A Washington Post editor sparked controversy on social media when she said white women are lucky that Black people are "just calling them Karens" and not taking revenge on them.
Karen Attiah, who is Black, tweeted on Sunday that the "lies and tears of white women" caused the murders of Black people in America for decades.
In her tweet, she cited civil rights violations by Karens throughout history, including Emmett Till's murder after a white woman accused the boy of flirting with her.
Attiah then tweeted that white women were "lucky" that "we are just calling them Karens and not calling for revenge."
After surviving the backlash from white men and women who called for her termination, Attiah dug in her heels and tweeted: "Be happy we are calling for equality. And not actual revenge."
Conservative writer Matt Walsh tweeted: "Oh so insulting generalizations based on race and gender are okay now? Or are they only okay for you? Just trying to understand the rules."
Another user tweeted: "You threaten white women with violence. WashPo what is your response? The world is watching and waiting."
The hashtag #fireKarenAttiah began trending on Twitter on Monday.
Karen is a pejorative term to describe entitled white women who snitch on Black people to the police, retail managers, or company HR departments.
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Nearly four dozen Philadelphia Inquirer journalists called out sick after the paper published a "Buildings Matter Too" op-ed.
At least 44 Black journalists called out sick, saying they are tired of being "sick and tired" after the newspaper appeared to compare buildings with Black Lives Matter, the far left group that campaigns against violence and systemic racism.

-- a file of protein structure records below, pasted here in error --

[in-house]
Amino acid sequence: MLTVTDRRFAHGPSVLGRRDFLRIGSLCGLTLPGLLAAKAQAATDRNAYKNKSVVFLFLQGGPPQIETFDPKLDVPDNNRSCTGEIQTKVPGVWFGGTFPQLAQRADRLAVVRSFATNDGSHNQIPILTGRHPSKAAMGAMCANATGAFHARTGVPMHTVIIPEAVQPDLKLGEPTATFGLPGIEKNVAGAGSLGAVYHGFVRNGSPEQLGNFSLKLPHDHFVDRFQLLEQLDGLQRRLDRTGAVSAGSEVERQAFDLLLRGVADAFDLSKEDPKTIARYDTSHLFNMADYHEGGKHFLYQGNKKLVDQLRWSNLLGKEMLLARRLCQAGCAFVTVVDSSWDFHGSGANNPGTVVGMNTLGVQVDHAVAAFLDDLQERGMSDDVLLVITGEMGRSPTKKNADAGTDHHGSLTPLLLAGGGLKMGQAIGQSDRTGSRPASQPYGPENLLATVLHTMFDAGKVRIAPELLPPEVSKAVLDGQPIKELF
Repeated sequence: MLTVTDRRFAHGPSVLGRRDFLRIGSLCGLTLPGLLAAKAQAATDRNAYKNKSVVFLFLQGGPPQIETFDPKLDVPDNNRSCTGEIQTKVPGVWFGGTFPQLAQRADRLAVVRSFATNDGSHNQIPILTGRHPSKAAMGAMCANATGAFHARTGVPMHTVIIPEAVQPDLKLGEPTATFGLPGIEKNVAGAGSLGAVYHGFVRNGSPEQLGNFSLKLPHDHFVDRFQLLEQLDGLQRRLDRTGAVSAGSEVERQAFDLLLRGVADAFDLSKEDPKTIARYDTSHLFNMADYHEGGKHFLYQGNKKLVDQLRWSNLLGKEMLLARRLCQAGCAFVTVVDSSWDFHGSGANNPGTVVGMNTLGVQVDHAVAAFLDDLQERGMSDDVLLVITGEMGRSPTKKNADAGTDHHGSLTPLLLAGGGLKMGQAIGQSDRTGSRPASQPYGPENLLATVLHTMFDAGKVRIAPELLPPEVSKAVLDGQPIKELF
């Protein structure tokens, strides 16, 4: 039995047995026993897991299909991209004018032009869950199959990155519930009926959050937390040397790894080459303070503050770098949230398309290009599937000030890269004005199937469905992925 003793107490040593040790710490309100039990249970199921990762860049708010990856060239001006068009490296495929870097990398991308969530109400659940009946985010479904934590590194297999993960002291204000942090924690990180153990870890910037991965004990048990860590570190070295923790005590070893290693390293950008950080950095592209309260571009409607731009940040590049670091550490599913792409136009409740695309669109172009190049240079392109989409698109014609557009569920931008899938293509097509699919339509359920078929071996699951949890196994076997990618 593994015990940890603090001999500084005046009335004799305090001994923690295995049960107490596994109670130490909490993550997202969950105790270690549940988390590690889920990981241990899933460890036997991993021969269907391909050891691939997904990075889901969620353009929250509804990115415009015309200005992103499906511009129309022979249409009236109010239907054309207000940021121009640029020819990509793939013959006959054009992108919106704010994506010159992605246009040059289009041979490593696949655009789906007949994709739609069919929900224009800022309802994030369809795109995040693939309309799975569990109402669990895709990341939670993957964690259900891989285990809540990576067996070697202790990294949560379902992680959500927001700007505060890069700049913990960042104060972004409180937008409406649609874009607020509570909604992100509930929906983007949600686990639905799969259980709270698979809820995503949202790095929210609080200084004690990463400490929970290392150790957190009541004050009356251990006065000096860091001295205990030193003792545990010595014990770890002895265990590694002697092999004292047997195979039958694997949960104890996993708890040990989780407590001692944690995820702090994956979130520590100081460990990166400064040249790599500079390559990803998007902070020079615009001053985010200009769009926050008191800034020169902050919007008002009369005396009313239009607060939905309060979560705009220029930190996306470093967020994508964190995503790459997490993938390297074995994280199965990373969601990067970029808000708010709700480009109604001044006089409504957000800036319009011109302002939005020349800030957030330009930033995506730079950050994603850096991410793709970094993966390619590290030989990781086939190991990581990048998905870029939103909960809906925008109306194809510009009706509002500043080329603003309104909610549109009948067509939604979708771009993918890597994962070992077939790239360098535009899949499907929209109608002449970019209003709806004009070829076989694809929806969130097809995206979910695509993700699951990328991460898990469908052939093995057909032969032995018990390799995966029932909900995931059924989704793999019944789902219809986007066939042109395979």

The opinion piece expressed disapproval of the property damage caused by protests over the death of George Floyd, 46, at the hands of a white policeman who kneeled on his neck for nearly 9 minutes in Minneapolis.
"Yes, they can be rebuilt, while lives are forever lost. But that doesn't mean they will be," read the sub-headline.
The paper issued an apology on Wednesday, but it wasn't enough for the Black journalists who say the headline reflects the racial disharmony at the paper.
The journalists said an apology doesn't cut it when the culture of racism and lack of empathy persists at the Inquirer.
"As journalists of color, we do more than report on the community — we are the community," staffers said in an open letter Wednesday to the paper's top execs. "We do our best to give the community a platform to be heard. We strive to represent the voice of the people. And we are tired."
The Black writers went on to say they are tired of the "hasty apologies and silent corrections," of endless "workshops and worksheets and diversity panels," and of "working for months and years to gain the trust of our communities — only to see that trust eroded in an instant by careless, unempathetic decisions."
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A Black journalists delegation headed by former CNN political contributor Roland S. Martin has put CNN on notice for its lack of Black executives in leadership positions at the cable news network.
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